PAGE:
By Irina Slav
Some 20,000 tons of fuel and lubricants spilled into an Arctic river near the industrial city of Norilsk and it will take decades for the river, Ambarnaya, to recover, the Russian state fishing authorities said.
The spill was the result of damage in a storage tank at a Norilsk Nickel facility near the river, the company said. The damage, which unsealed the hermetically sealed tank, itself followed a breakage in the supports of the tank that had “served their purpose with no fail for more than 30 years,” the metals giant also said.
At the moment, the company is collecting the fuel from the river, but it has already spilled into another river as well, according to Rosprirodnadzor, the country’s federal environmental authority. Norilsk Nickel said it had collected some 100 tons of diesel fuel.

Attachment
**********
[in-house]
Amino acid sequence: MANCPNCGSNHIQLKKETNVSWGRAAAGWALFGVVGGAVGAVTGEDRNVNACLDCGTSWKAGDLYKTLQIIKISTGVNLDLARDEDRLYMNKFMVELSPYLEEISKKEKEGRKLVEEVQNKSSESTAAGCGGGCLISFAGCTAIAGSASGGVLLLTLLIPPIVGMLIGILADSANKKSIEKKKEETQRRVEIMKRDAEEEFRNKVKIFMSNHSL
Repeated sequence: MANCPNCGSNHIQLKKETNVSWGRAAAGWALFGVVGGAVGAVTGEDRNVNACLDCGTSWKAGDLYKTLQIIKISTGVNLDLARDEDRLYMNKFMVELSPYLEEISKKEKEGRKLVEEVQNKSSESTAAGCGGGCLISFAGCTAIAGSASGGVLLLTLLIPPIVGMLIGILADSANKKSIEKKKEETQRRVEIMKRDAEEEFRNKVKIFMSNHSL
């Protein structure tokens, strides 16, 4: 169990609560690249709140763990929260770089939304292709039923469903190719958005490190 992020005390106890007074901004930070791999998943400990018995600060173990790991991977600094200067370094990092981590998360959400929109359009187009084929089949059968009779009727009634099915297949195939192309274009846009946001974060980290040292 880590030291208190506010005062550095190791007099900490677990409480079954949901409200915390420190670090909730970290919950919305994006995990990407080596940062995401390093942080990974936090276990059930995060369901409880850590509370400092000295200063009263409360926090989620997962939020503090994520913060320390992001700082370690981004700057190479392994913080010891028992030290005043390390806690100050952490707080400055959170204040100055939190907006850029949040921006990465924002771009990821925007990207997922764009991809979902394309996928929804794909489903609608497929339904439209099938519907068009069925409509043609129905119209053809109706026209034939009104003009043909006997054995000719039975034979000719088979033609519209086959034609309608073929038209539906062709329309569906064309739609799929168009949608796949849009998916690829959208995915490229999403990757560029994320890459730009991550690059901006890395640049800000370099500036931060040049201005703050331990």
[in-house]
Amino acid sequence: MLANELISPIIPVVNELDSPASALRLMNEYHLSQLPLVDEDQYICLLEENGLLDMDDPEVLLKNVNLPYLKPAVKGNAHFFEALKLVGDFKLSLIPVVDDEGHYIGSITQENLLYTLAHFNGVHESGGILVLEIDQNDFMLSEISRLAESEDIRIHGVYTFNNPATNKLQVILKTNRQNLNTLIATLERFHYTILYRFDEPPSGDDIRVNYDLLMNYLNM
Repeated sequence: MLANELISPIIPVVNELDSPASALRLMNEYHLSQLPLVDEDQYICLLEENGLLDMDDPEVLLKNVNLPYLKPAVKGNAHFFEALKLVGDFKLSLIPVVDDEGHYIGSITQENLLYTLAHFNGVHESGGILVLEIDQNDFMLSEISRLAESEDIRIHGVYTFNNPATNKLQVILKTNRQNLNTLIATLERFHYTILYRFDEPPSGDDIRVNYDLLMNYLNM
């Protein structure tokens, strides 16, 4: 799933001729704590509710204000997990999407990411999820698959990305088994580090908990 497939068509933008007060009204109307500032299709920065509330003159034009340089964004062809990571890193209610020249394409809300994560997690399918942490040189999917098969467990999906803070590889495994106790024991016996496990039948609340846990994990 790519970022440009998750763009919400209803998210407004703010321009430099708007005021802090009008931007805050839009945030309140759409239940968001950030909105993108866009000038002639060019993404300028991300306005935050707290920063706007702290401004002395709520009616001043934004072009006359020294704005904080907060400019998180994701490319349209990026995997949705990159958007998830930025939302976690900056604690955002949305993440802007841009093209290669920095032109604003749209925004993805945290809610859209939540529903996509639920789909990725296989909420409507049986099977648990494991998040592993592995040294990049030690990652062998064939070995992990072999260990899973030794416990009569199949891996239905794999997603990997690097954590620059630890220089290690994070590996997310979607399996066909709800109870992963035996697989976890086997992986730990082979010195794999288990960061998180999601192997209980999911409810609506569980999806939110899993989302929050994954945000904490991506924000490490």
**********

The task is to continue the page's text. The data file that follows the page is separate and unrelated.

“It can already be said now that it will take decades for the restoration of the ecological balance of the affected Norilo-Pyasinsky water system,” said the head of the federal fishing agency, Rosribolov. Dmitry Klokov added that the event is nothing short of an ecological catastrophe.
The head of Rosprirodnadzor, Svetlana Radionova, however, noted that the security at the Norilsk Nickel facility—a thermal power plant—had initially refused to let in inspectors sent to investigate the spill. She added that the inspectors had started their work despite lack of direct access to the site of the tank breakage and a fire that also occurred post-spill after a car passing by caught fire. The damage to the rivers and the soil in the area have yet to be calculated.
The situation is being treated as an emergency situation, with one local nonprofit official noting that any spill of oil and oil productions into a body of water that is over 5,000 tons must be treated as a federal-level emergency, which has not happened with the Norilsk incident.